The Birimian rocks are considered to have been overthrusted from the east onto the Archean basement and occupy a zone of intense tectonism bounded by major fault structures which trend northerly and north-easterly.
The Simandou project will operate two iron ore deposits at the Pic de Fon and Oueleba, located in the southern part of the Simandou Mountain. Each deposit is 6-8 km in length, 1-1.5 km wide, about 300 m in depth (sometimes 500 m).
As of December 2010, measured resources were standing at 330 Mt grading 67.2% iron, 1,335 Mt of indicated at 65.7% iron, and 728 Mt of inferred at 66.1% iron.
Mining is going to be done through open pit mining methods at a rate of 95 million tonnes per year. The mining operation will use conventional drill, blast, load and haul methods.
Simandou South will be the largest integrated iron ore mine and infrastructure project ever developed in Africa, and provides a huge opportunity to transform Guinea.
In 2012, pre-stripping and early mining would commence at both Pic de Fon and Ouelaba pits.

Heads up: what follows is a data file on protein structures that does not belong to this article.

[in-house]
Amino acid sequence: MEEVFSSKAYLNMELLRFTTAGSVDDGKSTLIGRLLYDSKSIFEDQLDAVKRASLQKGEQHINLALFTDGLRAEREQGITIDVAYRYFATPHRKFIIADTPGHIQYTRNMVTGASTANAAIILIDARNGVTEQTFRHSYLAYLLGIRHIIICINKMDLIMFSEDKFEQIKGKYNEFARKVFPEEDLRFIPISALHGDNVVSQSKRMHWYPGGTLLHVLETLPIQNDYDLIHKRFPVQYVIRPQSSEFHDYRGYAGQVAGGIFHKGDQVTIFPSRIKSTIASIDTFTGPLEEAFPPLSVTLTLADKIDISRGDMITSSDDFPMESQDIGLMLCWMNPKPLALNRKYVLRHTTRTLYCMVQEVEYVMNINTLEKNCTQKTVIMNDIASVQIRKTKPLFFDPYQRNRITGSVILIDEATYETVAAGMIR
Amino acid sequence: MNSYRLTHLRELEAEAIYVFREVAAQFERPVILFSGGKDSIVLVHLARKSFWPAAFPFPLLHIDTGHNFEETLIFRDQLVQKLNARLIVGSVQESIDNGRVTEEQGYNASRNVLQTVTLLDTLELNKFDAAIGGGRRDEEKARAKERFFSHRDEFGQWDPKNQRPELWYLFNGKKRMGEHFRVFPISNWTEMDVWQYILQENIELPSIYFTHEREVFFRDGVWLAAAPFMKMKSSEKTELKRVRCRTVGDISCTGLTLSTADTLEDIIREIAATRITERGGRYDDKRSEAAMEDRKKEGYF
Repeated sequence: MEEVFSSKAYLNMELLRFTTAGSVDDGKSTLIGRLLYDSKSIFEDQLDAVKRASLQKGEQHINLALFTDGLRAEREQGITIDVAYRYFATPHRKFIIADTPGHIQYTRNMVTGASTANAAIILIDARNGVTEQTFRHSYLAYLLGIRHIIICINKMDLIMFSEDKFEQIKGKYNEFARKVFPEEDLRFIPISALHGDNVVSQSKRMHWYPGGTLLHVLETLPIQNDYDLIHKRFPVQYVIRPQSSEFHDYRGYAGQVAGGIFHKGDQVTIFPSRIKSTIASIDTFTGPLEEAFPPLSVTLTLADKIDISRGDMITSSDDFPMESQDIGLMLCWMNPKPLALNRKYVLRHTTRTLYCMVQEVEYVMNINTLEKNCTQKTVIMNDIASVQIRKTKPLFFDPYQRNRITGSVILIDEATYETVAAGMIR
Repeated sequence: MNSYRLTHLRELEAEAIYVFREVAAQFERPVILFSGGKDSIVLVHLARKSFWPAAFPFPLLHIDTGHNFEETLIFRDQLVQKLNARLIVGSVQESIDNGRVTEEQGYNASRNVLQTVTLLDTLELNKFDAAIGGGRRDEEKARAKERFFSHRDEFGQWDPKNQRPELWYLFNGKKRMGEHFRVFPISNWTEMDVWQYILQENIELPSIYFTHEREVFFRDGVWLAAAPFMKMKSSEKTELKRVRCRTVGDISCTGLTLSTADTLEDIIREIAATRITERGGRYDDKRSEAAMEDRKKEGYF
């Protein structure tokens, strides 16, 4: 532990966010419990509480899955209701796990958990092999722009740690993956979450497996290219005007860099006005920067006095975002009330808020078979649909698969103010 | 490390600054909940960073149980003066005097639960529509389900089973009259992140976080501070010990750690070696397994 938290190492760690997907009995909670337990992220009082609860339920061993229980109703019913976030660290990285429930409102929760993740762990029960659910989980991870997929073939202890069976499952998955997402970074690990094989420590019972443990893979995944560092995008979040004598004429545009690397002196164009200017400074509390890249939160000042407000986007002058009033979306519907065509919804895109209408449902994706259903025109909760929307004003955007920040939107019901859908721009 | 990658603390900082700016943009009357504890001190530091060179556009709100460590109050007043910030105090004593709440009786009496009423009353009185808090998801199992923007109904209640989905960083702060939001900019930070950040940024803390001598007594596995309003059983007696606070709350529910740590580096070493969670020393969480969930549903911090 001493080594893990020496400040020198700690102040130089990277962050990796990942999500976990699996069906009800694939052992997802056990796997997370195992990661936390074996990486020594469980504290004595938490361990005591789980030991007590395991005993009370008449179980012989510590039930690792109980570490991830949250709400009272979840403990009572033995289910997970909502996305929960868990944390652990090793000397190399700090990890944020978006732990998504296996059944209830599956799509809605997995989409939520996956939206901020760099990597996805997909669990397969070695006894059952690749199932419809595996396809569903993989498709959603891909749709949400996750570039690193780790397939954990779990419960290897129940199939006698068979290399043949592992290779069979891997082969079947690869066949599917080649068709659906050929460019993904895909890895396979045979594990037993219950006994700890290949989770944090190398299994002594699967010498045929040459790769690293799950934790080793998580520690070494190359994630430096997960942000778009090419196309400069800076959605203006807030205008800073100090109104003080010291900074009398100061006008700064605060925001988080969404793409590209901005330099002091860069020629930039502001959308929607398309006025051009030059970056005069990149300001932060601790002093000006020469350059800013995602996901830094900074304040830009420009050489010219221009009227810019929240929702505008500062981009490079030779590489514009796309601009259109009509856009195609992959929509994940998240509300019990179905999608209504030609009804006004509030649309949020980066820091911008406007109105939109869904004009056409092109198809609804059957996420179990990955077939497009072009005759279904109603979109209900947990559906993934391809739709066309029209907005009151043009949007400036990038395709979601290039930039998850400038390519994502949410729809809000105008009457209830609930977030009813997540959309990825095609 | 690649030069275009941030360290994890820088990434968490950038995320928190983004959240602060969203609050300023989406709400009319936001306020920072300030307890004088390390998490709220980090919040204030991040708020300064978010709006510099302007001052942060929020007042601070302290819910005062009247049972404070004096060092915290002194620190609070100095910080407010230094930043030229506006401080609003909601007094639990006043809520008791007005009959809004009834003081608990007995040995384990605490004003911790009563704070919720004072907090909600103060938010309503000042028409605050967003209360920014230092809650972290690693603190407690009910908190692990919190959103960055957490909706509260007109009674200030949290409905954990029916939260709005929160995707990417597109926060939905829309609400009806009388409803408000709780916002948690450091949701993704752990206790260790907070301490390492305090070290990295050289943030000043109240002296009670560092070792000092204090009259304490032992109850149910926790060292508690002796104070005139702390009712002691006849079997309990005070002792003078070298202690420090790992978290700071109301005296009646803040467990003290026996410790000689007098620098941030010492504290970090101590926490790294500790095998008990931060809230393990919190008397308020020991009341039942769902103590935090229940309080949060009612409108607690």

The first shipment of ore is scheduled by mid-2015.
Processing of the iron ore as it is mostly direct shipping ore would comprise primary and secondary crushing. In case that beneficiation is necessary the flow process could be made of SAG grinding, screen and low intensity magnetic separators.
A trans-Guinean railway of approximately 650 kilometres would be built to transport ore from the mining concession to Guinean coast. The ore trains will each comprise up to sic locomotives, 230 ore cars (100 t each) and one crew car. Each train would be 2,500 m long and will travel at up to 80 km/h.
A new deepwater port currently planned to be located 60 km south of Conakry in the Forecariah prefecture would also be built for facilitating the shipping of the iron ore.